The parents of a Texas teen clinging to life in a Fort Worth hospital credit complete strangers and the power of prayer for helping their son's recovery.
Blake Hyland, 14, of McGregor, was nearly killed in a gymnastics accident on Feb. 18.
The teen was attempting a new trick which involved jumping off a vault, flipping and twisting in the air and landing on his feet in a foam pit.
"There was a pad on the side, but his side hit it," Pat Hyland, the teen's father said about the accident. "Then his head came down and there was no pad on the concrete and his head hit concrete right next to [the foam pit]."
Paramedics rushed Blake Hyland to Hillcrest Baptist Medical Center in Waco where doctors, who informed the teen's parents there was bleeding on his brain, immediately performed emergency surgery. The surgery included removing a portion of the teen's skull to reduce swelling.
"The doctors there went above and beyond. And if they did not do that the doctors here at Cook Children's said that Blake would not have survived," Pat Hyland said.
Blake Hyland was then transferred to Cook Children's where he has been kept sedated in a medically induced coma and on a ventilator while he recovers.
The teen's cousin has since established the "Prayers for Blake Hyland" Facebook page to update friends and family on his condition. And the page has now gained attention from far and wide.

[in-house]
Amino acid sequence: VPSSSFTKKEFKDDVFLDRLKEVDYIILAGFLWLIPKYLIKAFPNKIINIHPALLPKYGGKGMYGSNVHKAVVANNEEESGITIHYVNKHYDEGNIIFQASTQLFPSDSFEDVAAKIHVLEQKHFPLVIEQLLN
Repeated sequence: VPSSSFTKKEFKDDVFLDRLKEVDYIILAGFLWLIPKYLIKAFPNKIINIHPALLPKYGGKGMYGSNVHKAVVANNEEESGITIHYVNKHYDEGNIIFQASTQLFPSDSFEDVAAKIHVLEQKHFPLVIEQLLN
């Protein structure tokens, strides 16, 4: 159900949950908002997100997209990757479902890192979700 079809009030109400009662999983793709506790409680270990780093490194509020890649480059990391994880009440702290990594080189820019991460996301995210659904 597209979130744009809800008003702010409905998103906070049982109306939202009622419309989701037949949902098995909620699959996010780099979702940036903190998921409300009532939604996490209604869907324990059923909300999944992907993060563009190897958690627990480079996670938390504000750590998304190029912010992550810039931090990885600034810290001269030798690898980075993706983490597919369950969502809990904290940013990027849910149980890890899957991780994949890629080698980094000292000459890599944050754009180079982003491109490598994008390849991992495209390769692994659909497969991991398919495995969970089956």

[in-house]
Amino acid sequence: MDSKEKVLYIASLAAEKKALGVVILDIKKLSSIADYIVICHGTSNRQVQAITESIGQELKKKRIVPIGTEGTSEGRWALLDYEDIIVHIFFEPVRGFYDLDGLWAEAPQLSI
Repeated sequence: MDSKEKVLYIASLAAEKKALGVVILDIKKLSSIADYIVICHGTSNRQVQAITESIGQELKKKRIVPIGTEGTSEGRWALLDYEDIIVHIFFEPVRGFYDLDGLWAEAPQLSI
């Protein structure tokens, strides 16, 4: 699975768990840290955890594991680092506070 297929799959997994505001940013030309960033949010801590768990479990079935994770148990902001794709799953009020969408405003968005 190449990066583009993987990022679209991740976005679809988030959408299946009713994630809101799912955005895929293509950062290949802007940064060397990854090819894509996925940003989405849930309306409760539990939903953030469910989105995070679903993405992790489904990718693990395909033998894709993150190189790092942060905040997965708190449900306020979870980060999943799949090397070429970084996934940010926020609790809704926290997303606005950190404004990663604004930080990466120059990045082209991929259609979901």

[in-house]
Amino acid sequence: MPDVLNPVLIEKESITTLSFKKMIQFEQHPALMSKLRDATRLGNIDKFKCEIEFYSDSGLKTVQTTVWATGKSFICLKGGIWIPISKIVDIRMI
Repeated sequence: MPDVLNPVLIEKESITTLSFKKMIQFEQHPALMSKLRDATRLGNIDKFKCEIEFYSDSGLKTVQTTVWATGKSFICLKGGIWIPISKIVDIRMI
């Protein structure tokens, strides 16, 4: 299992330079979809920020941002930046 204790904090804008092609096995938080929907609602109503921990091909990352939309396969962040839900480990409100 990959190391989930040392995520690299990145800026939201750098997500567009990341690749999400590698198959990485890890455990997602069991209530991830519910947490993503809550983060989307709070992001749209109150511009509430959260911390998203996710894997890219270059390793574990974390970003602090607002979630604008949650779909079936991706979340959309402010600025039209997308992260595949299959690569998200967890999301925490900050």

"My niece texted me this morning and said there's over 7,000 likes on that [Facebook page.] Never would have imagined," said Cindy Hyland, the teen's mother. "It's overwhelming."
The Facebook page features pictures of temporary tattoos friends and classmates have designed, a photograph from a University of Kentucky tumbling team holding signs reading "Pray for Blake," a video message from a Waco pastor, and hundreds of comments from people offering encouraging words and prayers.
Blake Hyland's father credits the prayers and the emotional support with his son's recovery to this point. Hyland is already moving his left arm and leg and squeezing his doctor's finger upon request. His movement comes just days after doctors initially gave him 50/50 odds of survival.
"[The doctors] can't explain that. We can. We know why that is. Because of all the prayers that people have been lifting up for him," Pat Hyland said.